It’s Monday, June 27, and the Biden administration is making it easier to protect endangered species.

Federal agencies reversed a Trump-era policy on endangered species last week, making it easier for the government to protect the places where jeopardized plants and animals live and reproduce.

The move, which was led by the U.S. Fish and Wildlife Service and the National Oceanic and Atmospheric Administration, throws out the previous administration’s definition of the word “habitat” under the 1973 Endangered Species Act. That definition had limited the government to only protecting areas where endangered species currently live — rather than degraded areas that might one day be restored, or areas that species might be forced to move to because of climate change.

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Because endangered species are threatened precisely because of habitat loss, the Fish and Wildlife Service said that a more expansive definition would restore its ability to fulfill the conservation purposes of the Endangered Species Act. “The growing extinction crisis highlights the importance of the Endangered Species Act and efforts to conserve species before declines become irreversible,” Shannon Estenoz, an assistant secretary for the Fish and Wildlife Service, said in a statement.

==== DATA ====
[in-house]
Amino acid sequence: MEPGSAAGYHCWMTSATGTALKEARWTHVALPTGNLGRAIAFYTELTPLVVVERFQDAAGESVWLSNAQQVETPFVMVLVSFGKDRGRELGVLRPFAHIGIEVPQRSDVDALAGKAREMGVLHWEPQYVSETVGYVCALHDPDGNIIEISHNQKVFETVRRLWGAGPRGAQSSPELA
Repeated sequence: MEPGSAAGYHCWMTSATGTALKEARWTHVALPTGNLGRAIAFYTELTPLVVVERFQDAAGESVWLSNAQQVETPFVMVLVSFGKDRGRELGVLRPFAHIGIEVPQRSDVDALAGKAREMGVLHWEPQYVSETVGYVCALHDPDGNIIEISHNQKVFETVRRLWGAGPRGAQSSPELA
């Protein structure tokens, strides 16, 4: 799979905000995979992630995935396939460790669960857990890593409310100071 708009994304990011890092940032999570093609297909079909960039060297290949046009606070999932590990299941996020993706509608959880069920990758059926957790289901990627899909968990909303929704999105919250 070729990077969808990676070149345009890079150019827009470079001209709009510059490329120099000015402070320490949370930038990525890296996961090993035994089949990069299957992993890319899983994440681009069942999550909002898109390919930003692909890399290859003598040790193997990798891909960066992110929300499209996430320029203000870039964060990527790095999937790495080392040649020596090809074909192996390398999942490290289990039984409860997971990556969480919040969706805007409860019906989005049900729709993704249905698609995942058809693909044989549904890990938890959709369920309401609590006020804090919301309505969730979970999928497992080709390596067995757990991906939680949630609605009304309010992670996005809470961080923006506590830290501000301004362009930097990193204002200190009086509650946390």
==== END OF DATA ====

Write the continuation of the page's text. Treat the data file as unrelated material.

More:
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The Biden administration’s actions come as part of a growing push to protect the 1,673 species that are federally listed as either threatened or endangered. Earlier this month, the U.S. House of Representatives passed a bipartisan bill to send billions of federal dollars to state- and tribe-led wildlife management agencies. In July, the administration is expected to overturn another Trump-era rule that limited regulators’ ability to protect habitats.

Elena Bryant, an associate attorney for the nonprofit Earthjustice, applauded the Biden administration’s new policy, which will go into effect next month. “The loss of habitat is a key factor in the decline of imperiled species,” she said, “and we need every tool in the toolbox to be able to protect the remaining habitats that could be suitable.” However, she and others have vowed to continue pushing for the reversal of yet another Trump-era Endangered Species Act amendment, which allows economic factors to be considered when deciding whether to list new species as threatened or endangered.

Editor’s note: Earthjustice is an advertiser with Grist. Advertisers have no role in Grist’s editorial decisions.

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